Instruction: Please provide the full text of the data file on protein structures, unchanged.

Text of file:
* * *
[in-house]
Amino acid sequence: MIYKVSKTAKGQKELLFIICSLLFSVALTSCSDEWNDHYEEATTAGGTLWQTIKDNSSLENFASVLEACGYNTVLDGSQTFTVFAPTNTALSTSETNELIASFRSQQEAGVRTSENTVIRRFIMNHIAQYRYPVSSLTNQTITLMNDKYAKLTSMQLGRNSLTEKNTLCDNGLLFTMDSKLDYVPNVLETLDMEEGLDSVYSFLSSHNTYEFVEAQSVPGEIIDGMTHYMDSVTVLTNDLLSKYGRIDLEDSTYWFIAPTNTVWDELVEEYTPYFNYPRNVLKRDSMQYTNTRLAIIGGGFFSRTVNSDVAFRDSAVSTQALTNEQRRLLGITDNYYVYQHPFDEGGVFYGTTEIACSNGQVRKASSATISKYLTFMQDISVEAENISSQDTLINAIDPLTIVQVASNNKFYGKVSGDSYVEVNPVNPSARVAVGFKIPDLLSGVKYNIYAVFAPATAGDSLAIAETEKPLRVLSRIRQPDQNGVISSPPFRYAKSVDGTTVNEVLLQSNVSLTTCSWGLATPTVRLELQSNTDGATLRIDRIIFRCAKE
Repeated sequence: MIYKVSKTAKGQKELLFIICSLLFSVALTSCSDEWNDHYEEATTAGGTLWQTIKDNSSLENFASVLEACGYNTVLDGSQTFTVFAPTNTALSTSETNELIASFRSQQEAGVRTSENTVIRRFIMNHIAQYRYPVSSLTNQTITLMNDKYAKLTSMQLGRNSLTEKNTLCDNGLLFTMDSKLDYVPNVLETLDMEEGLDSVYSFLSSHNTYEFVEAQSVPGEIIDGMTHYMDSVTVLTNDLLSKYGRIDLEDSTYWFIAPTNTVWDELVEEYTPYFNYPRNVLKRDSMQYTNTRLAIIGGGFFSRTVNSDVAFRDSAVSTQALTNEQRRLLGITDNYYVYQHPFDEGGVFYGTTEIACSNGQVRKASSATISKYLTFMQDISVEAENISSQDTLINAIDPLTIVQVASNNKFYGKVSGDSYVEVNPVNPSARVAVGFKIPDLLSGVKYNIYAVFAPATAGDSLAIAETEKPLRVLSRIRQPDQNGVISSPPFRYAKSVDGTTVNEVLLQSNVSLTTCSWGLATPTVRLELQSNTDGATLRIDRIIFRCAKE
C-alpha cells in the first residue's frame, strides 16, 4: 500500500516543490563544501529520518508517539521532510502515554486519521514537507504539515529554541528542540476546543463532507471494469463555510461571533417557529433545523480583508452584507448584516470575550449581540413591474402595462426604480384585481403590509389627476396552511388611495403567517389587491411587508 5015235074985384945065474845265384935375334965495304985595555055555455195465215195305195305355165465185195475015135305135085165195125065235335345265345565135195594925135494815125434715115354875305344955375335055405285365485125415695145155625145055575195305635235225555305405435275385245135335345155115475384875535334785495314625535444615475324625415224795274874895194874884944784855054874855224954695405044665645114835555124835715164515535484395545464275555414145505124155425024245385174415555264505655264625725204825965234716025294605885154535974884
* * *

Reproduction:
[in-house]
Amino acid sequence: MIYKVSKTAKGQKELLFIICSLLFSVALTSCSDEWNDHYEEATTAGGTLWQTIKDNSSLENFASVLEACGYNTVLDGSQTFTVFAPTNTALSTSETNELIASFRSQQEAGVRTSENTVIRRFIMNHIAQYRYPVSSLTNQTITLMNDKYAKLTSMQLGRNSLTEKNTLCDNGLLFTMDSKLDYVPNVLETLDMEEGLDSVYSFLSSHNTYEFVEAQSVPGEIIDGMTHYMDSVTVLTNDLLSKYGRIDLEDSTYWFIAPTNTVWDELVEEYTPYFNYPRNVLKRDSMQYTNTRLAIIGGGFFSRTVNSDVAFRDSAVSTQALTNEQRRLLGITDNYYVYQHPFDEGGVFYGTTEIACSNGQVRKASSATISKYLTFMQDISVEAENISSQDTLINAIDPLTIVQVASNNKFYGKVSGDSYVEVNPVNPSARVAVGFKIPDLLSGVKYNIYAVFAPATAGDSLAIAETEKPLRVLSRIRQPDQNGVISSPPFRYAKSVDGTTVNEVLLQSNVSLTTCSWGLATPTVRLELQSNTDGATLRIDRIIFRCAKE
Repeated sequence: MIYKVSKTAKGQKELLFIICSLLFSVALTSCSDEWNDHYEEATTAGGTLWQTIKDNSSLENFASVLEACGYNTVLDGSQTFTVFAPTNTALSTSETNELIASFRSQQEAGVRTSENTVIRRFIMNHIAQYRYPVSSLTNQTITLMNDKYAKLTSMQLGRNSLTEKNTLCDNGLLFTMDSKLDYVPNVLETLDMEEGLDSVYSFLSSHNTYEFVEAQSVPGEIIDGMTHYMDSVTVLTNDLLSKYGRIDLEDSTYWFIAPTNTVWDELVEEYTPYFNYPRNVLKRDSMQYTNTRLAIIGGGFFSRTVNSDVAFRDSAVSTQALTNEQRRLLGITDNYYVYQHPFDEGGVFYGTTEIACSNGQVRKASSATISKYLTFMQDISVEAENISSQDTLINAIDPLTIVQVASNNKFYGKVSGDSYVEVNPVNPSARVAVGFKIPDLLSGVKYNIYAVFAPATAGDSLAIAETEKPLRVLSRIRQPDQNGVISSPPFRYAKSVDGTTVNEVLLQSNVSLTTCSWGLATPTVRLELQSNTDGATLRIDRIIFRCAKE
C-alpha cells in the first residue's frame, strides 16, 4: 500500500516543490563544501529520518508517539521532510502515554486519521514537507504539515529554541528542540476546543463532507471494469463555510461571533417557529433545523480583508452584507448584516470575550449581540413591474402595462426604480384585481403590509389627476396552511388611495403567517389587491411587508 5015235074985384945065474845265384935375334965495304985595555055555455195465215195305195305355165465185195475015135305135085165195125065235335345265345565135195594925135494815125434715115354875305344955375335055405285365485125415695145155625145055575195305635235225555305405435275385245135335345155115475384875535334785495314625535444615475324625415224795274874895194874884944784855054874855224954695405044665645114835555124835715164515535484395545464275555414145505124155425024245385174415555264505655264625725204825965234716025294605885154535974884